A deeper religion hook inside the spiritual drama of the 'Rare Bird' memoir?

A deeper religion hook inside the spiritual drama of the 'Rare Bird' memoir?

If you know anything about the world of religious publishing these days, you know that publishers are very, very aware that "spiritual" content is good, and can lead to massive "crossover" sales, while explicit "religion" is bad and can shove good books into narrow niches.

Thus, we live in the age when religious publishers -- the kind of folks who publish doctrinal books -- are trying to start not-so-religious special branches with cool names that try to fly under the media radar, publishing books that reach out to the non-doctrinal masses with faith that would be too foggy for the publisher's normal readers.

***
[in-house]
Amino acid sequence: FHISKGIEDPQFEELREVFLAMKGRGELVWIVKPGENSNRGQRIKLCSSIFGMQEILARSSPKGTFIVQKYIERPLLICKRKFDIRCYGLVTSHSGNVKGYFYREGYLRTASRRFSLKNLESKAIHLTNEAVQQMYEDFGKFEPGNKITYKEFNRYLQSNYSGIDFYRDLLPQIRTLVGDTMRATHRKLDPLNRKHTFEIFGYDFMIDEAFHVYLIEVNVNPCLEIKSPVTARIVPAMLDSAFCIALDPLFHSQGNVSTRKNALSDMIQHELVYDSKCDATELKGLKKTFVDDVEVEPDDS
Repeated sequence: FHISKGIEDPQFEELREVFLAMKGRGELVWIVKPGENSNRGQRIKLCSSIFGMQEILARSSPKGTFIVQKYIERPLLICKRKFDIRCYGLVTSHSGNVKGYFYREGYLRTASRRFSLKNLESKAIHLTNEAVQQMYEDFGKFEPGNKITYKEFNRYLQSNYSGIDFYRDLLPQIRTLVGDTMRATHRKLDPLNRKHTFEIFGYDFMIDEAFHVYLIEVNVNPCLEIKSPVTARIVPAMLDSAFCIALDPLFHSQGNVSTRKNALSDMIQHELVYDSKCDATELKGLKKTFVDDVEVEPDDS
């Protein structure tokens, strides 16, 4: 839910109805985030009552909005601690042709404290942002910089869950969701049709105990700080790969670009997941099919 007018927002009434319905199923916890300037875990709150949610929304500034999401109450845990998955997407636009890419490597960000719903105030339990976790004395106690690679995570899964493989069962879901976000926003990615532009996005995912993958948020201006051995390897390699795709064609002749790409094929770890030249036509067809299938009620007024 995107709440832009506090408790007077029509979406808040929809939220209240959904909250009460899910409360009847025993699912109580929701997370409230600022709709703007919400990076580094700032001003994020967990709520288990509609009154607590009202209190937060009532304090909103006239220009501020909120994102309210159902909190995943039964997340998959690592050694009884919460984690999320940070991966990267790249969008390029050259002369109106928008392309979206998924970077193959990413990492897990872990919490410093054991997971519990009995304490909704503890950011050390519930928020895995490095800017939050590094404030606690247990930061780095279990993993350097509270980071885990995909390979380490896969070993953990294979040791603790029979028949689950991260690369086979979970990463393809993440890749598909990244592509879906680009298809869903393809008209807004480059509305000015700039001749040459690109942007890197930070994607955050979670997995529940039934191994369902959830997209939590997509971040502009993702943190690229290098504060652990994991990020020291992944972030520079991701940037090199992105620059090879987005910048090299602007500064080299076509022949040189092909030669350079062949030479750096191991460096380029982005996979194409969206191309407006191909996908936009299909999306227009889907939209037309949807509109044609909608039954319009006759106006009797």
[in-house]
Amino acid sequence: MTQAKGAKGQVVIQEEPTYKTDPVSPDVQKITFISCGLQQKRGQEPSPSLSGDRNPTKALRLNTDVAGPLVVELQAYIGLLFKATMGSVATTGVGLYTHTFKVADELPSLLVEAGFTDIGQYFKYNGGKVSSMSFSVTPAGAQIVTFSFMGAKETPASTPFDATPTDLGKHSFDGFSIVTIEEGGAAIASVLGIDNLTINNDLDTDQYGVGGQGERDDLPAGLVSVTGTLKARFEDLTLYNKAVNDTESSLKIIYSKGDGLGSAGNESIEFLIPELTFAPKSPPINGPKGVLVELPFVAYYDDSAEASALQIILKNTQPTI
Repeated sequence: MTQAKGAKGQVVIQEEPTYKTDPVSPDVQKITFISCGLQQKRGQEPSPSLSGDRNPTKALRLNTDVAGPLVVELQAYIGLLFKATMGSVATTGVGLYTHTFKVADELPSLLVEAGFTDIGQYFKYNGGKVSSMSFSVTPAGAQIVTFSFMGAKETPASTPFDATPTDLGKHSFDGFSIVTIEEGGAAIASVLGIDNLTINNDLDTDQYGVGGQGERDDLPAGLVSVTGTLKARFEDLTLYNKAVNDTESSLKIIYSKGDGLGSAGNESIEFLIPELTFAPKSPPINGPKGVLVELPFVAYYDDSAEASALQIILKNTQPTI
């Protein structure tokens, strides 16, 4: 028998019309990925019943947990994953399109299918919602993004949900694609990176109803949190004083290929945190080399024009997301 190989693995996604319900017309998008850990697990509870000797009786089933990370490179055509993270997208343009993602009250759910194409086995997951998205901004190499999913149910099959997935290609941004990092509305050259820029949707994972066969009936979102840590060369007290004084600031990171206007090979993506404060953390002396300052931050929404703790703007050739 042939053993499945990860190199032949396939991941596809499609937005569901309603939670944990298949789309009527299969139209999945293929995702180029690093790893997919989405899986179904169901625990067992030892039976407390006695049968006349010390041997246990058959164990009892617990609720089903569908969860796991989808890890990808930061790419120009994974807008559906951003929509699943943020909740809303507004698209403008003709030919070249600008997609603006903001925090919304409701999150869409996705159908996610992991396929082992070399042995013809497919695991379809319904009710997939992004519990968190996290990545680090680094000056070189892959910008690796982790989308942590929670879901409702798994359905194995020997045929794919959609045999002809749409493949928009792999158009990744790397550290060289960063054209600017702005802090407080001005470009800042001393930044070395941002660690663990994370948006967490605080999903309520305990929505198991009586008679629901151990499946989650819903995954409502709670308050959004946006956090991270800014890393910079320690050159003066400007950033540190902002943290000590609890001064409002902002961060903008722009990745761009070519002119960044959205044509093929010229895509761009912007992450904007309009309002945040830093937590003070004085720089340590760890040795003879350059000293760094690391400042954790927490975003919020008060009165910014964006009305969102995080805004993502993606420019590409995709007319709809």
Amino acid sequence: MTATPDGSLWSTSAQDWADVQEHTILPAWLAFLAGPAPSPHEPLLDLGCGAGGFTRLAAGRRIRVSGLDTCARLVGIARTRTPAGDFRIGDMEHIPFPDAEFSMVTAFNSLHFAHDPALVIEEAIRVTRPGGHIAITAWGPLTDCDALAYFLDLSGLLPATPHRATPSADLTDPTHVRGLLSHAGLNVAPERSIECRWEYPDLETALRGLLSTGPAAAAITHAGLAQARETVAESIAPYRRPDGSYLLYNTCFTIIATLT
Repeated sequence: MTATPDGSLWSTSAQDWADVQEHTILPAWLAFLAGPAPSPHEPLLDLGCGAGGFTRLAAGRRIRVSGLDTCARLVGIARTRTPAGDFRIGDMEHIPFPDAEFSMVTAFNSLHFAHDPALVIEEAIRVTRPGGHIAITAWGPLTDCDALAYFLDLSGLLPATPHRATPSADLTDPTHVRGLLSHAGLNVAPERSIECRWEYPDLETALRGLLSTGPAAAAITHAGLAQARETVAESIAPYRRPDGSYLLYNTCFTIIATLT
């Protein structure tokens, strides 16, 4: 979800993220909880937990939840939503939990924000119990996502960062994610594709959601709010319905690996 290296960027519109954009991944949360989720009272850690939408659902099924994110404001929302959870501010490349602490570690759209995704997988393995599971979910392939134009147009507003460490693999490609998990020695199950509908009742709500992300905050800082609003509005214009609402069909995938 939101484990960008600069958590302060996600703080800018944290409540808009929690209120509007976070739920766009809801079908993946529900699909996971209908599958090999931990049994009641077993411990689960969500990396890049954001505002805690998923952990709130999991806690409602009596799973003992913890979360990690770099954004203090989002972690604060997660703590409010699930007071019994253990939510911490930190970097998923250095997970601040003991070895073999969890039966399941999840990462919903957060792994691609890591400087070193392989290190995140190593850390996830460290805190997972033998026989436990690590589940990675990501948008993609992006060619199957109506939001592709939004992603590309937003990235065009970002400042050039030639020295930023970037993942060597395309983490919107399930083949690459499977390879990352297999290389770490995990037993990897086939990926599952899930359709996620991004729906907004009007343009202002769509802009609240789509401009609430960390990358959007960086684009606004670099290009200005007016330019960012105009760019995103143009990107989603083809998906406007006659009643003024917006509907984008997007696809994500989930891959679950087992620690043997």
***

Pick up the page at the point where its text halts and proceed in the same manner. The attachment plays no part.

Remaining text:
Right now, one of the imprints that is making news is called Convergent Books, which is part of the evangelical WaterBrook Multnomah Publishing Group. However, as this report in the conservative World magazine notes, both are operating under the secular corporate umbrella that is Penguin Random House. 

This brings me to some questions that GetReligion readers have been asking about that Washington Post feature focusing on blogger Anna "Inch of Gray" Whiston-Donaldson, author of the memoir "Rare Bird" about the death of her young son, Jack. The headline on this Style piece says it all: "She let her son play in the rain. He never came back."

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